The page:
Taliban peace deal at risk amid renewed internal divisions and regional rivalries

by Antonio Giustozzi

As the end of 2019 approached, Taliban leader Haibatullah Akhundzada appeared on course to finally fully consolidate the group and its multiple fronts and factions under his leadership, having eliminated the competing centres of power that have characterised the Taliban throughout its existence. The powerful hardline Haqqani Network appeared to have somewhat receded from its overt position of seeking a military, rather than political, resolution to the insurgency, which was likely a consequence of pressure exerted by the faction’s Saudi and Pakistani donors in an attempt to preserve the United States-Taliban peace agreement.

US Special Representative for Afghanistan Reconciliation Zalmay Khalilzad (left) and Taliban co-founder Mullah Abdul Ghani Baradar (right) shake hands after signing peace agreement between the US and the Taliban in Qatar’s capital, Doha, on 29 February 2020.  (Getty Images.)

US Special Representative for Afghanistan Reconciliation Zalmay Khalilzad (left) and Taliban co-founder Mullah Abdul Ghani Baradar (right) shake hands after signing peace agreement between the US and the Taliban in Qatar’s capital, Doha, on 29 February 2020. (Getty Images.)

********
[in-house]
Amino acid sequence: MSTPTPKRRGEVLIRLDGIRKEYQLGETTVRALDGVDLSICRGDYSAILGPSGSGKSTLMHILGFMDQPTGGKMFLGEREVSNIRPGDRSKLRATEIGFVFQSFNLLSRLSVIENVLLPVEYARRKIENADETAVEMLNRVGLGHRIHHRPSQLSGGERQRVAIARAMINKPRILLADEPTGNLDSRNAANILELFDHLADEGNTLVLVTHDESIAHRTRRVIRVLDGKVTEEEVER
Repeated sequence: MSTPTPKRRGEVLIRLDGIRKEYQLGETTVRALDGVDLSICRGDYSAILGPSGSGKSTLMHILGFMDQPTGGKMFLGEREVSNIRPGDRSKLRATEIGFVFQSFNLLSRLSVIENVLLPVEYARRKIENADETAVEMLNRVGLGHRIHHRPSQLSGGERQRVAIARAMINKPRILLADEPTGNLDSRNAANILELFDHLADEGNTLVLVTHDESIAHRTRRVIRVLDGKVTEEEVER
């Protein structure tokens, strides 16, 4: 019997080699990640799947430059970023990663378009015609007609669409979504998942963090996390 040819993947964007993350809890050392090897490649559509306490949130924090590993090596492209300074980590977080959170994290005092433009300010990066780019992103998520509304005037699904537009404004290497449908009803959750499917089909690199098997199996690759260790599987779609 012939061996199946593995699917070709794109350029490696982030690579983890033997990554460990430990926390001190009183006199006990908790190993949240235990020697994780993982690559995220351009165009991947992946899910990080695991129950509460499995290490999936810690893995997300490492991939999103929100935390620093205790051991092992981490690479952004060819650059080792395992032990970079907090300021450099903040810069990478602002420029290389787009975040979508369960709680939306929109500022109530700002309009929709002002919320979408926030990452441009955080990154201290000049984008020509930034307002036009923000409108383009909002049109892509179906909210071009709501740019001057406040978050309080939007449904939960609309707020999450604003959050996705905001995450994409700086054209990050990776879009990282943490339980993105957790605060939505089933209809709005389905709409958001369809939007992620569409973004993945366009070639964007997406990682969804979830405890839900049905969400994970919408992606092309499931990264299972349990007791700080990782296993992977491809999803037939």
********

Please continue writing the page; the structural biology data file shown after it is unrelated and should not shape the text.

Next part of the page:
Meanwhile, in exchange for funds from the Taliban’s main leadership body, the Quetta Shura, the dissident Shura of the North, led by Qari Baryal, had for the first time in years agreed to co-ordinate with the Quetta Shura regarding military operations – and, more importantly at that point, military restraint. This was seen by Akhundzada’s circle as an initial step towards fully integrating the Shura of the North into the chain of command emanating from Quetta. The Iranian-backed Mashhad Shura had been disbanded in early 2019 already, when Iran’s Islamic Revolution Guards Corps (IRGC) evidently concluded that Akhundzada could be relied on to protect Iran’s interests within the Taliban. During 2019, Akhundzada implemented a series of measures to appease other internal rivals from other tribes, such as the Ishaqzai faction in the south and Alizai dissidents, most notably former senior military commander Abdul Qayyum Zakir.

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As the end of 2019 approached, Taliban leader Haibatullah Akhundzada appeared on course to finally f...

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